The purpose of this essay is to share an experience in the failure of the American public education system. I do not propose any reasons explaining the failure or remedies for it. I do not know how it happened, but it happened to me and perhaps you have a similar experience.
In high school I was living in the Northern Virginia suburbs outside of the Nation’s capital. My school district was in the top ten school districts in the country. The average house sold for close to half a million dollars and the median household income was about a hundred grand or twice the national median. My friends and I all lived in houses with six bedrooms and finished basements with pool tables. Teenagers didn’t work at McDonald’s or the grocery stores; Mexicans did. Most of our fathers were paid by the warmachine and had moved around as a result. This was the fifth house I had lived in. We moved in when Dubya was first elected.
As a kid, I had every signal from adults that I was smart. I had good grades, read on my own, watched the news, and even had a better understanding of the stock market than most adults (buy MSFT). Most of my peers fell into this category. It wasn’t a matter of “if we would go to college” it was a matter of “which college we would go to”. In sophomore year of high school, I took Advanced Placement (AP) World History. This was a major academic challenge to know-it-all smarty pants dipshits like yours truly.
“CAN YOU HANDLE A COLLEGE LEVEL COURSE???”
The course was so serious it even required homework over the summer and that it would be due the first week of school. We had to read one book from a two-page list and write an essay about what it was about. I scanned the list and found “One Day in the Life of Ivan Denisovich” by Alexander Solzhenitsyn. I couldn’t pronounce the last name of the main character or the author, but I didn’t care because it was “One Day” how long could the book possibly be? The Signet Classic copy I got from Books-A-Million, (now a toy store name “BAM!”), verified my instincts: it was tiny. After that my instincts completely failed me in understanding the significance of this book.
I followed the plot easy enough. I felt moved by many of the literary elements. As I sat behind the big bay windows of our house’s front room, August summer sun blazing, I could not shake the immense Siberian coldness coming off the pages. However, I could not grasp why the book had any significance. I had read the intro and the back cover for clues of why this book deserved to be remembered. After much thought, I concluded that the author was some bleeding heart liberal that wanted people to feel bad for poor Ivan. You know what they say,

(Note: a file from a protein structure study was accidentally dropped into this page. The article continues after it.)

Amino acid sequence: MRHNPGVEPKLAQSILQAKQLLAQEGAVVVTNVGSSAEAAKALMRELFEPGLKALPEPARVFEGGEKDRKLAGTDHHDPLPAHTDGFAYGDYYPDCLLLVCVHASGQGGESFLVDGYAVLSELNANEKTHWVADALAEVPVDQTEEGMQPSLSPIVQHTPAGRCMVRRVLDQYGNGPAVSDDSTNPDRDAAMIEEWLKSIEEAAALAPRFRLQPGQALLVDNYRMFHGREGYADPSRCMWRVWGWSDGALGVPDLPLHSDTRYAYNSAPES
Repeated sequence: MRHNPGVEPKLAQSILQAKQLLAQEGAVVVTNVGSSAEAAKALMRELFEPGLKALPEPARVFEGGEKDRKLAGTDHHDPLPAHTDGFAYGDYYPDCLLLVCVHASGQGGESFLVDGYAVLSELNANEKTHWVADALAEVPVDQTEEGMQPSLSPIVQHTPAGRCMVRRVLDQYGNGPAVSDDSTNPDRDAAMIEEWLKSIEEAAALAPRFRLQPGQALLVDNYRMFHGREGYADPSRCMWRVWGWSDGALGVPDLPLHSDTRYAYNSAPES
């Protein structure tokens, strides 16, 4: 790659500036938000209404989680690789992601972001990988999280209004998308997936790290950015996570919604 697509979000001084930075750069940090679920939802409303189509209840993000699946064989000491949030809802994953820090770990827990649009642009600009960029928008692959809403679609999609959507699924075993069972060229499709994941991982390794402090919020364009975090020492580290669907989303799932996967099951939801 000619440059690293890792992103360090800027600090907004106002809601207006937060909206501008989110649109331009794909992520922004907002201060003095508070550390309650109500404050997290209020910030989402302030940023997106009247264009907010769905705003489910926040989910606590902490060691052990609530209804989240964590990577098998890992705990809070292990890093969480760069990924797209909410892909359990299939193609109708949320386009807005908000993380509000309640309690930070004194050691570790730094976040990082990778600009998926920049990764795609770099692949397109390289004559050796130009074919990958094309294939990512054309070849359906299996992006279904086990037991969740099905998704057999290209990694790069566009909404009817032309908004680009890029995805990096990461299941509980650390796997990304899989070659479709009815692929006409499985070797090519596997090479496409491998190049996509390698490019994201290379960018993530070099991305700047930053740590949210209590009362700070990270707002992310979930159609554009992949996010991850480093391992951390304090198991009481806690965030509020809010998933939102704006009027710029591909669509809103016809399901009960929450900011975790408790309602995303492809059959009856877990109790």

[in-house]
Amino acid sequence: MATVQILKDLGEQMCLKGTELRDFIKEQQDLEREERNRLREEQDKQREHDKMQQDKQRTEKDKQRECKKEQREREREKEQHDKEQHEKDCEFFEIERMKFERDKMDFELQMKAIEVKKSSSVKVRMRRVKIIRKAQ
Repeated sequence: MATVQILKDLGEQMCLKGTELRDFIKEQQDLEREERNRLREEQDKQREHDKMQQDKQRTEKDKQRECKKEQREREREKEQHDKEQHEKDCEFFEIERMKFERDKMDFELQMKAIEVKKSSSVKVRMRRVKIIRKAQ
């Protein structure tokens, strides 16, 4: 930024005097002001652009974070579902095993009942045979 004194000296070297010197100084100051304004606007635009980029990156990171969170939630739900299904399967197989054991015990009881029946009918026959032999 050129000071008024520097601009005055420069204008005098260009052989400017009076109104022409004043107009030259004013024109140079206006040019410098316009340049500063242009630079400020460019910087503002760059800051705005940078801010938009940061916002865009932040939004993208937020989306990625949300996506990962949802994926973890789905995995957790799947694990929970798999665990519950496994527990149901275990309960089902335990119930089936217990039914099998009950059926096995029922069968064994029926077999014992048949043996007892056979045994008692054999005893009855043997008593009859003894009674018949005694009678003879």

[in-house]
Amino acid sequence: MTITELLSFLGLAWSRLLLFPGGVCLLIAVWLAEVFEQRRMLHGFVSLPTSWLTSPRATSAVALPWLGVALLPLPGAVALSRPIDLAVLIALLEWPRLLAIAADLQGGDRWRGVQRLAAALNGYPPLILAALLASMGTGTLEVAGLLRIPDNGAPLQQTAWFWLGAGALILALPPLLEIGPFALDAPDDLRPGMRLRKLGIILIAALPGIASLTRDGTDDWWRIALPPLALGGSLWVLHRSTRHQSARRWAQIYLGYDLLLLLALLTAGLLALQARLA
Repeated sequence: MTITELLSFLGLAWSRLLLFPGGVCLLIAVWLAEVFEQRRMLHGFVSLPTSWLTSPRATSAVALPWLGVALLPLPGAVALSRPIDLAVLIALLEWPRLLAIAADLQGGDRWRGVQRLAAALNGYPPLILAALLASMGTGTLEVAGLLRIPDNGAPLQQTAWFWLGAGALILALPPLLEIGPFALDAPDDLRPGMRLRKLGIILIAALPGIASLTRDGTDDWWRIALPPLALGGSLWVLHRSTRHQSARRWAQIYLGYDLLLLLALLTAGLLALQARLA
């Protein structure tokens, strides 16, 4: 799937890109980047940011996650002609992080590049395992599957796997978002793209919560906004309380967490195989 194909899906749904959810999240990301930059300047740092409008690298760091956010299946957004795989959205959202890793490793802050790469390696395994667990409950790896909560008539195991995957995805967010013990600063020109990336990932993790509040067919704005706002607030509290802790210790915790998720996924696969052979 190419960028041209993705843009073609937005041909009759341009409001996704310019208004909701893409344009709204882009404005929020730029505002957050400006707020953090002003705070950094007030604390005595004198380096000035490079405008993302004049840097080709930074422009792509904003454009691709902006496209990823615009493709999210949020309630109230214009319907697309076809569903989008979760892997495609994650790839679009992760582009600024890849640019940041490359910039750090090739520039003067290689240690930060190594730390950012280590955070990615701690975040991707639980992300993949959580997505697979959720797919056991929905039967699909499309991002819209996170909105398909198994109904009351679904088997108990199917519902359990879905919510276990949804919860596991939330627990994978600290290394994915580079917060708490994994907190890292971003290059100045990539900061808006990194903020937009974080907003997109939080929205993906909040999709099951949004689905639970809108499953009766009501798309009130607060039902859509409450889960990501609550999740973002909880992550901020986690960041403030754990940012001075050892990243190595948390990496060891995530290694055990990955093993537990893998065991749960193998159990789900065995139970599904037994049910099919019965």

“Don’t do the crime if you can’t do the time, you fucking commie criminal fuck!”
I can’t remember writing the essay, but I’m sure I squeezed out 1.49 pages of size 12 double spaced garbage that started something like,
“This essay is about the book I had to read for the summer reading assignment. The name of the book was…”
I was going to write more about the years that passed, how my education grew, my life experiences, and so forth to attempt to paint a picture of a capable semi-smart midwit; but as these memories come back to me, I cannot continue.
My father gave me some advice in my youth that is turning over in my head, gaining momentum,
“Whenever you feel like criticizing any one: do it.”
Pluck the feathers from my cap, and replace them with black eyes! Throw apples at me and crush my moronic exoskeleton! Dear reader I had planned to regale you with anecdotes of misspent youth, of studying at university in a one room efficiency behind a bar with one good chair and yellow wallpaper peeling from the ceiling, of waking up in a hay barge after day drinking the day after finals, but no! I will not attempt to gain sympathy for my ignorance. I will not recall stories of wondering where all the ducks go when the pond freezes in a vain attempt to trick you into thinking you are like me. Judge me reader! Point me towards the nearest bridge! I am a sick man!
I am too full of shame to continue my narrative of how my AP World History teacher also did not understand the significance of “One Day in the Life of Ivan Denisovich”. I was still successful in the class and would receive college credit for it. Then a few years later I would read Nina Gourfinkel’s “Lenin” and not see it for the blatant piece of propaganda revisionist history that it is. Even in university, the few humanities classes I took, even the one that focused on Modernism, where we read the Communist Mani-fucking-festo didn’t talk about Solzhenitsyn, kulaks, or Soviet lead genocide at all! Why did it take a Canadian lobsterman and a racist Indonesian spearfishing forum for a burger to learn these things?
As I stated at the start of this essay, I don’t know why, and I don’t have any solutions to this educational catastrophe. While you may find me loathsome, I am not alone. I am part of an obese American consciousness that is waddling towards a persistent vegetative state . Wherever there are fat hungry idiots complaining that they can’t go out to Fuddruckers because of a global pandemic, I’ll be there. Wherever they’s a cop arresting a multiple felon high on fentanyl, I’ll be there (with my phone). Wherever people believe that voting for a third party in a non-parliamentary system of government is a good idea, I’ll be there. And whenever people think of world history in terms of “good guys” and “bad guys”, God damn it I’ll be there too.